More favourably fortuitous timing, a bit of luck, and Mick Karch might have become a household name.

As it is, Karch became known as “The voice of Minnesota pro wrestling,” and his new three-disc DVD set, Bodyslams & Pinfalls, is a fun ride through his 30 years in and around the business.

Before Karch proceeded with the shoot interview, he invited fans to submit questions for him to answer. He ended up getting deluged with about 400 replies.

“I had thought about doing this [DVD] for a long time. So many wrestling fans ask me about my TV show and the old AWA days,” Karch told SLAM! Wrestling. “I thoroughly enjoyed reliving the memories and I hope fans of both the ‘old’ and ‘new’ schools of wrestling will get a kick out of the stories, matches and promos.”

Karch is best known as the ring announcer and occasional colour man for Verne Gagne’s AWA in its latter days, as well as host of the local and popular TV program Saturday Night at Ringside, a.k.a. SNR, for four years.

Like so many who’ve worked in the business, Karch started out as a wrestling fanatic. As a boy, he spent weekends hanging out with a friend at AWA headquarters, the Dyckman Hotel, watching for familiar faces and getting the odd autograph. Then one day in 1965, he got his first gig with the AWA, running publicity to the Minneapolis Tribune‘s sports department for Wally Karbo. He would continue with the “errand thing” for the next eight years. Eventually, he began covering the AWA himself.

“In 1973, I started writing a wrestling column for two Minneapolis tabloids, The Daily American and Metropolitan Forum, and I covered strictly the AWA. While I wasn’t officially in the AWA’s employ during that time, I had their assistance and cooperation in putting the column together,” Karch said, explaining he had access to the talent. “In the late ’70’s, I started shooting ringside pics for Bill Apter and Pro Wrestling Illustrated, again with the full cooperation of the AWA. I actually starting working for the AWA as an announcer in the summer of 1987 and stayed in that capacity till March of 1988, when I started hosting the Saturday Night at Ringside wrestling block in Minneapolis-St. Paul.”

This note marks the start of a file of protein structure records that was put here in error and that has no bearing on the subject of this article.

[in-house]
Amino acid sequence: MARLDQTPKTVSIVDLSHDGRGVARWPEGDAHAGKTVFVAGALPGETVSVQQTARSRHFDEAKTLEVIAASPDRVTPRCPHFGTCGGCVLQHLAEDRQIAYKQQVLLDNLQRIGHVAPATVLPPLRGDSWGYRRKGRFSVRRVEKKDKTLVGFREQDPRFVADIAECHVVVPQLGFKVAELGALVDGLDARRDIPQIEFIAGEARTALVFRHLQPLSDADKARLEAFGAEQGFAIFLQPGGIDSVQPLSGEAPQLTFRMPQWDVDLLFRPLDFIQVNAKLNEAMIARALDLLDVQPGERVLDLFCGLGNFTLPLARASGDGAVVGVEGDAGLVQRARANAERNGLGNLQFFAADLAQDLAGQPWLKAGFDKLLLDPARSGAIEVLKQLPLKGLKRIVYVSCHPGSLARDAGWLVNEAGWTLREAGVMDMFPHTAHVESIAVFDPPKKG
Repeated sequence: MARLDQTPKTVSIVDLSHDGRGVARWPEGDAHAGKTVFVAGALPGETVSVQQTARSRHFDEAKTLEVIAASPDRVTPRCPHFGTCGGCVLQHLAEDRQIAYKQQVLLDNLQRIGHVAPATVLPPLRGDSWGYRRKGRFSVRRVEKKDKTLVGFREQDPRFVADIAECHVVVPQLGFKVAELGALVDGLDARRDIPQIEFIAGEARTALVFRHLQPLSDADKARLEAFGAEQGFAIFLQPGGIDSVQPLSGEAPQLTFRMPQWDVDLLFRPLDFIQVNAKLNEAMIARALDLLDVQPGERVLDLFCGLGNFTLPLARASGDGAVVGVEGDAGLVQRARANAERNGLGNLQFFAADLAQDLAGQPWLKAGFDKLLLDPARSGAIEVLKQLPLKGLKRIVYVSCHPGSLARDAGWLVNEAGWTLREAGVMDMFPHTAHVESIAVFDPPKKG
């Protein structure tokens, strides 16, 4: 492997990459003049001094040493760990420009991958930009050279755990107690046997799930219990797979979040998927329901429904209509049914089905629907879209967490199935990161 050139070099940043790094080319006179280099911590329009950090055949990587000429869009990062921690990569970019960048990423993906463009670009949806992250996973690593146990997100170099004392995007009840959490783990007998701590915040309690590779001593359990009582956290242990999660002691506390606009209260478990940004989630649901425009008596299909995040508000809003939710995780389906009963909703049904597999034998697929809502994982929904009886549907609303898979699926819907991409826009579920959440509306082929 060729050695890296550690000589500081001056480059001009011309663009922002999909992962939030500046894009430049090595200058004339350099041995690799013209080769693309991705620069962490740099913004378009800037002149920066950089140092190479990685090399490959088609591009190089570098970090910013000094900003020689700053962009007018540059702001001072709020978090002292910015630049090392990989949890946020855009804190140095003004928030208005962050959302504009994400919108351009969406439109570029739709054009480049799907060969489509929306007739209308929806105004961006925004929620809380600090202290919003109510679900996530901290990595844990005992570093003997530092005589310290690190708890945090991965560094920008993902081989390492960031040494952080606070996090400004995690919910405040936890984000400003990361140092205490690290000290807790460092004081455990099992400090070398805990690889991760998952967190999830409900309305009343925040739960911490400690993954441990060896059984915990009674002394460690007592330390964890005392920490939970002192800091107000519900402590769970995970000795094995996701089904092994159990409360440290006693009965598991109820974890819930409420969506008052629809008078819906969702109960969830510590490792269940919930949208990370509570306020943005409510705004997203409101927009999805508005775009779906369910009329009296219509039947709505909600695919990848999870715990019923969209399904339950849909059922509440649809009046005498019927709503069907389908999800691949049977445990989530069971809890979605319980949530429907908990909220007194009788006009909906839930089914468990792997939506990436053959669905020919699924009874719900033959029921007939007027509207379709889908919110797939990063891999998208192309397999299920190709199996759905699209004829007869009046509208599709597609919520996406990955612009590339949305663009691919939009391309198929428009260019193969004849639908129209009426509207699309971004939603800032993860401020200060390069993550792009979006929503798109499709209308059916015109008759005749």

Karch’s DVD package is filled with funny anecdotes, like a young Karch asking Bobby Heenan about starting a fan club for him and Heenan basically telling him to beat it. Or a teenaged Jeremy Borash appearing on SNR and putting over the Honkytonk Man while calling Hulk Hogan “really pathetic.” There’s also indy footage of a very young Sean Waltman, Jerry Lynn, and Sabu, as well as Karch interviews with the likes of Bruiser Brody, Lex Luger, the Road Warriors, Baron Von Raschke, Mad Dog Vachon, Jim Cornette, Paul Orndorff, and Eddie Sharkey.

From Mick Karch’s Facebook page: My favorite night in my broadcasting career. The 2nd Anniversary of Saturday Night at Ringside. From left, Stan “Krusher” Kowalski, Baron Von Raschke, myself, Larry “The Axe” Hennig, Al DeRusha, Wally Karbo and Mad Dog Vachon.

It also contains some interesting thoughts about where Karch might have ended up if the stars would have aligned differently. Apparently Paul Heyman thought of putting Karch in ECW’s broadcast booth until Joey Styles came along. Karch also had an opportunity to try out for the WWE, an offer he first declined, and then missed out on the second time over what boiled down to miscommunication and bad timing.

The DVD is $20 (U.S.), which includes postage. Besides selling copies at local indy shows, Karch also has the product listed at the Bodyslams and Pinfalls fan page on Facebook. Interested buyers can also send a cashier’s check or money order for $20 (U.S.), payable to Mick Karch. The address is Box 28064, Crystal, MN, 55428-0064.